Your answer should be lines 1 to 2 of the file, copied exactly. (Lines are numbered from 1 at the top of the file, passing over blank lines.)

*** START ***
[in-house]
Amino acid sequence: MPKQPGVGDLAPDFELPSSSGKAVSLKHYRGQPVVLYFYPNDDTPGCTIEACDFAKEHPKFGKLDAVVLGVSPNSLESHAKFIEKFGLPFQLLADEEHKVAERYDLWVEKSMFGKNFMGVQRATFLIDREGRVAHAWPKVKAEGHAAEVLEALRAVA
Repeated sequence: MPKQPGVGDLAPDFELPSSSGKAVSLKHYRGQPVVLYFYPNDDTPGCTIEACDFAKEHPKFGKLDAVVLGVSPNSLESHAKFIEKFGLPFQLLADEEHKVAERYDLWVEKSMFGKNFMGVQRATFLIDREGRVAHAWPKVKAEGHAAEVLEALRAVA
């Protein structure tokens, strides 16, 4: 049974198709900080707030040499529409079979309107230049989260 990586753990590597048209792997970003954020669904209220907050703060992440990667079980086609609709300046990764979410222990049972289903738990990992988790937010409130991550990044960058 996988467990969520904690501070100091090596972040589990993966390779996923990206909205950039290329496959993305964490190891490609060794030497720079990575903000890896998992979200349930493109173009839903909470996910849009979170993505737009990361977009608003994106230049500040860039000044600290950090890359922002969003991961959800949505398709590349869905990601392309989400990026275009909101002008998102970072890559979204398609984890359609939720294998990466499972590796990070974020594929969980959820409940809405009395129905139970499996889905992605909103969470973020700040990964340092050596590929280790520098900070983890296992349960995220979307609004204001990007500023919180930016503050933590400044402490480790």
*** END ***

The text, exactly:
[in-house]
Amino acid sequence: MPKQPGVGDLAPDFELPSSSGKAVSLKHYRGQPVVLYFYPNDDTPGCTIEACDFAKEHPKFGKLDAVVLGVSPNSLESHAKFIEKFGLPFQLLADEEHKVAERYDLWVEKSMFGKNFMGVQRATFLIDREGRVAHAWPKVKAEGHAAEVLEALRAVA